3 April 2017:
A new publication from CNBP researchers (lead author Dr Ivan Maksymov pictured) demonstrates a new scheme for synthesis of optical spectra from nonlinear ultrasound harmonics using a hybrid liquid-state and nanoplasmonic device compatible with fibre-optic technology.
The work has just been reported in the journal ‘Optics Express’ and is accessible online.
Journal: Optics Express.
Title: Synthesis of discrete phase-coherent optical spectra from nonlinear ultrasound.
Authors: Ivan S. Maksymov and Andrew D. Greentree.
Abstract: Nonlinear acoustic interactions in liquids are effectively stronger than nonlinear optical interactions in solids. Thus, harnessing these interactions will offer new possibilities in the design of ultra-compact nonlinear photonic devices. We theoretically demonstrate a new scheme for synthesis of optical spectra from nonlinear ultrasound harmonics using a hybrid liquid-state and nanoplasmonic device compatible with fibre-optic technology. The synthesised spectra consist of a set of equally spaced optical Brillouin light scattering modes having a well-defined phase relationship between each other. We suggest that these spectra may be employed as optical frequency combs whose spectral composition may be tuned by controlling the nonlinear acoustic interactions.
22 March 2017:
Cell Systems has published an invited preview article authored by CNBP Research Fellow Dr Antony Orth along with collaborators from Harvard University and Massachussetts General Hospital.
The commentary article discusses how data-driven methods are poised to shake-up how we approach bio-microscopy. Microscopy-based assays can be made more informative and more predictive when paired with a library of reference images. The preview puts new results in this field into context and suggests further avenues of research.
The article is accessible online although a subscription is required.
13 March 2017:
CNBP scientists Dr Ivan Maksymov and Prof Andy Greentree at RMIT University have shown bubbles can detect sound with light in their latest publication in the area of photo-acoustics.
“Bubbles can be a boon for detecting the kind of ultrasound used in medicine as air is less dense than water” explains Dr Ivan Maksymov, “so ultrasound can squeeze a bubble more than the water surrounding it”.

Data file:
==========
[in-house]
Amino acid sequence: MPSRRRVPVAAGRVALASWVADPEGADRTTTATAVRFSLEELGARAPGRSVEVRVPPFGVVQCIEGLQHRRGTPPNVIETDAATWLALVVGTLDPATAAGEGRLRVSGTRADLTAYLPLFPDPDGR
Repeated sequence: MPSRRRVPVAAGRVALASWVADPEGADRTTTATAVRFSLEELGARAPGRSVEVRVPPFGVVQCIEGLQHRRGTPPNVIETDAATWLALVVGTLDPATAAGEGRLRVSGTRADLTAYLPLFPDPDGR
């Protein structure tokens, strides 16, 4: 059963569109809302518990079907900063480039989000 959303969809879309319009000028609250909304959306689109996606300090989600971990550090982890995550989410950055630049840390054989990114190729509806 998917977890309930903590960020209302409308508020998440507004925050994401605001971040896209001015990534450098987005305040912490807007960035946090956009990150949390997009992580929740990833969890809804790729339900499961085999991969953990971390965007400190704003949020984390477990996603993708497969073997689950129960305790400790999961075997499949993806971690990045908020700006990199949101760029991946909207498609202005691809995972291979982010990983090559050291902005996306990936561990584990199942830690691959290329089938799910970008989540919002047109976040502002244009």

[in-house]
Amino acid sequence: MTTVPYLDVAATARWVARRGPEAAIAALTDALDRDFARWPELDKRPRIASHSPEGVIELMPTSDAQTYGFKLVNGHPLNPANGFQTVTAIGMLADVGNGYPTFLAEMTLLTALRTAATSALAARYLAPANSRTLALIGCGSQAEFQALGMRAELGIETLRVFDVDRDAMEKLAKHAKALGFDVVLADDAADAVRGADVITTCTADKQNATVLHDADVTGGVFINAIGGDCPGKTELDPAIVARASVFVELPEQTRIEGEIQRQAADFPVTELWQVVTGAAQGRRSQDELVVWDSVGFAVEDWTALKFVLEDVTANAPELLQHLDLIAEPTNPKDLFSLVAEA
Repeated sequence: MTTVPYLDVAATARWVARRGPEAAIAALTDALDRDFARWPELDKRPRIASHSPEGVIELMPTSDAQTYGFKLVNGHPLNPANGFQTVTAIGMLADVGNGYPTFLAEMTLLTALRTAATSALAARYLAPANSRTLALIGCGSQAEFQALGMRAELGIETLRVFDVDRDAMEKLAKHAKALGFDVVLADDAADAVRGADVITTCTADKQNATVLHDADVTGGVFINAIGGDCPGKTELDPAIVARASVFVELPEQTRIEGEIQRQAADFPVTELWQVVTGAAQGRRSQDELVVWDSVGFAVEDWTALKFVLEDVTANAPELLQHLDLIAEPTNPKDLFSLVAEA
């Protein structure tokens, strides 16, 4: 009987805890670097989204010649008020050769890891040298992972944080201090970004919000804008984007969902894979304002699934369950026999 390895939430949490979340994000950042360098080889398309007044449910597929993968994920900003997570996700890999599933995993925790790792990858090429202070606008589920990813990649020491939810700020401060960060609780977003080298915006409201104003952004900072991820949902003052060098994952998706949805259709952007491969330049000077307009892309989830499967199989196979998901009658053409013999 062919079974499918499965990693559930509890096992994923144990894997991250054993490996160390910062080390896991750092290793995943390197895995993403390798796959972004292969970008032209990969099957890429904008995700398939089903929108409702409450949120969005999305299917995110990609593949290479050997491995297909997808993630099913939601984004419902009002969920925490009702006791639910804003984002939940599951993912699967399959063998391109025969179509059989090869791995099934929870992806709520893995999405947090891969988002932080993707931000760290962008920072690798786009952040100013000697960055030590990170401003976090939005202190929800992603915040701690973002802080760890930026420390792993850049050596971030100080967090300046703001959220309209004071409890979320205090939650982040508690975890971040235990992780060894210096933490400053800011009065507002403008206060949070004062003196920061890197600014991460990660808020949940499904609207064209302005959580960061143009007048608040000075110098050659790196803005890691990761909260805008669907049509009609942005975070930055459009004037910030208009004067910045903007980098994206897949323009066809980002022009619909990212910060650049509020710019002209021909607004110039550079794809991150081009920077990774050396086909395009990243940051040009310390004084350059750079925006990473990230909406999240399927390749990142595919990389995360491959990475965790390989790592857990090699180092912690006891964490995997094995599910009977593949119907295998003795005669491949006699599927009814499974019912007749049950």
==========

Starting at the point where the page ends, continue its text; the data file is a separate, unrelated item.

To detect the change in size, Ivan showed that the bubbles could change the amount of light that passed through a gold membrane with nanosized holes in it. “It’s incredible work, I’m really excited by how Ivan has brought together these different kinds of Physics to create something quite new”, said the study’s co-author Prof Andy Greentree.
To detect the effects of sound on the bubble, on light, Ivan had to develop new computational models. The team say that their work may be useful in the development of an optical hydrophone for detecting ultrasound inside the body. “It will give us a new and potentially more sensitive way to ‘see’ with sound” says Ivan.
The work was published in the journal Physical Review A on 13th March 2017 and was funded by the Australian Research Council Centre of Excellence for Nanoscale BioPhotonics.
10 May 2017:
Dr Philipp Reineck, CNBP Research Fellow has been invited to give a talk at the ENM Nanoparticle meeting in San Sebastian in Spain and will also chair a workshop/session on nanoparticles for optical bioimaging. Further information on the conference can be found online.
18 March 2015:
The CNBP continued to build on its close industry link with Olympus Australia, recently hosting James Bowe (Director of Olympus Australia), and several of his colleagues (Eisuke Arinobe and Kim Everuss) at the Centre’s RMIT research node in Melbourne.
Invited as guest speaker for the RMIT School of Applied Sciences 2015 Awards Ceremony, James Bowe took the time to meet with CNBP RMIT team members prior to the event and was given a tour of the new CNBP office and laboratory space which is currently under construction.
The visit demonstrated the closeness between the two organisations, with both keen to explore and develop potential collaboration opportunities.
The Awards Ceremony also proved to be a successful evening for the Centre, with CNBP student Ashleigh Heffernan recognised twice for his achievements. He accepted the Nanotechnology Award for Physics as well as the Walter Boas Memorial Prize which recognises creativity in third year physics study.